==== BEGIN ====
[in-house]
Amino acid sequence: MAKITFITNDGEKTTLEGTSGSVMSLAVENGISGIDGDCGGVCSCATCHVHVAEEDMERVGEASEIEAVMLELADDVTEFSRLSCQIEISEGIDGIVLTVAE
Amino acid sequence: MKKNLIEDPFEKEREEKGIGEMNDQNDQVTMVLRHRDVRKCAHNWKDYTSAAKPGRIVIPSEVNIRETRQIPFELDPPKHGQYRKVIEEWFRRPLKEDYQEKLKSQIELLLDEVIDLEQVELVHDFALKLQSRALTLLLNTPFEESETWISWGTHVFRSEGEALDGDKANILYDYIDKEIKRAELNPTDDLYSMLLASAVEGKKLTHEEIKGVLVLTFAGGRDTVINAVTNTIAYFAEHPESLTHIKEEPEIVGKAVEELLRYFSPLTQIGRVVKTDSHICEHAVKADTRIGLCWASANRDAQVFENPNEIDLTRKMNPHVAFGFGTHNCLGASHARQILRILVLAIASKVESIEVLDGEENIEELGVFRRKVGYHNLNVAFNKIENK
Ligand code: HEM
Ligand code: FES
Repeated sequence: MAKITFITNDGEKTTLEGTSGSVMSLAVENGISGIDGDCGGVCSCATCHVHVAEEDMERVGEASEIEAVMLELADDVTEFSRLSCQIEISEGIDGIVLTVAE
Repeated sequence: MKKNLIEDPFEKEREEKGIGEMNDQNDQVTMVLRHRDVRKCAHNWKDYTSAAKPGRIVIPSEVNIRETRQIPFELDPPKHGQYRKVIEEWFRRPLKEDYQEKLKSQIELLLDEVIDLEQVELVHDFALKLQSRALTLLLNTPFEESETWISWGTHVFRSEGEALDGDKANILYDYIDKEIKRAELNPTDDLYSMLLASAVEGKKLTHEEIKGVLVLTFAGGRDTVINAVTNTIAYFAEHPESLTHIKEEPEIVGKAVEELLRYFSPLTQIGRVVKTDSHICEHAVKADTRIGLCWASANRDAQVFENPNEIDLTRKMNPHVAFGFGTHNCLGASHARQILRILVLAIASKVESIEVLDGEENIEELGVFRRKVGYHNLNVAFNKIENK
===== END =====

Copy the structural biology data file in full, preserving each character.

[in-house]
Amino acid sequence: MAKITFITNDGEKTTLEGTSGSVMSLAVENGISGIDGDCGGVCSCATCHVHVAEEDMERVGEASEIEAVMLELADDVTEFSRLSCQIEISEGIDGIVLTVAE
Amino acid sequence: MKKNLIEDPFEKEREEKGIGEMNDQNDQVTMVLRHRDVRKCAHNWKDYTSAAKPGRIVIPSEVNIRETRQIPFELDPPKHGQYRKVIEEWFRRPLKEDYQEKLKSQIELLLDEVIDLEQVELVHDFALKLQSRALTLLLNTPFEESETWISWGTHVFRSEGEALDGDKANILYDYIDKEIKRAELNPTDDLYSMLLASAVEGKKLTHEEIKGVLVLTFAGGRDTVINAVTNTIAYFAEHPESLTHIKEEPEIVGKAVEELLRYFSPLTQIGRVVKTDSHICEHAVKADTRIGLCWASANRDAQVFENPNEIDLTRKMNPHVAFGFGTHNCLGASHARQILRILVLAIASKVESIEVLDGEENIEELGVFRRKVGYHNLNVAFNKIENK
Ligand code: HEM
Ligand code: FES
Repeated sequence: MAKITFITNDGEKTTLEGTSGSVMSLAVENGISGIDGDCGGVCSCATCHVHVAEEDMERVGEASEIEAVMLELADDVTEFSRLSCQIEISEGIDGIVLTVAE
Repeated sequence: MKKNLIEDPFEKEREEKGIGEMNDQNDQVTMVLRHRDVRKCAHNWKDYTSAAKPGRIVIPSEVNIRETRQIPFELDPPKHGQYRKVIEEWFRRPLKEDYQEKLKSQIELLLDEVIDLEQVELVHDFALKLQSRALTLLLNTPFEESETWISWGTHVFRSEGEALDGDKANILYDYIDKEIKRAELNPTDDLYSMLLASAVEGKKLTHEEIKGVLVLTFAGGRDTVINAVTNTIAYFAEHPESLTHIKEEPEIVGKAVEELLRYFSPLTQIGRVVKTDSHICEHAVKADTRIGLCWASANRDAQVFENPNEIDLTRKMNPHVAFGFGTHNCLGASHARQILRILVLAIASKVESIEVLDGEENIEELGVFRRKVGYHNLNVAFNKIENK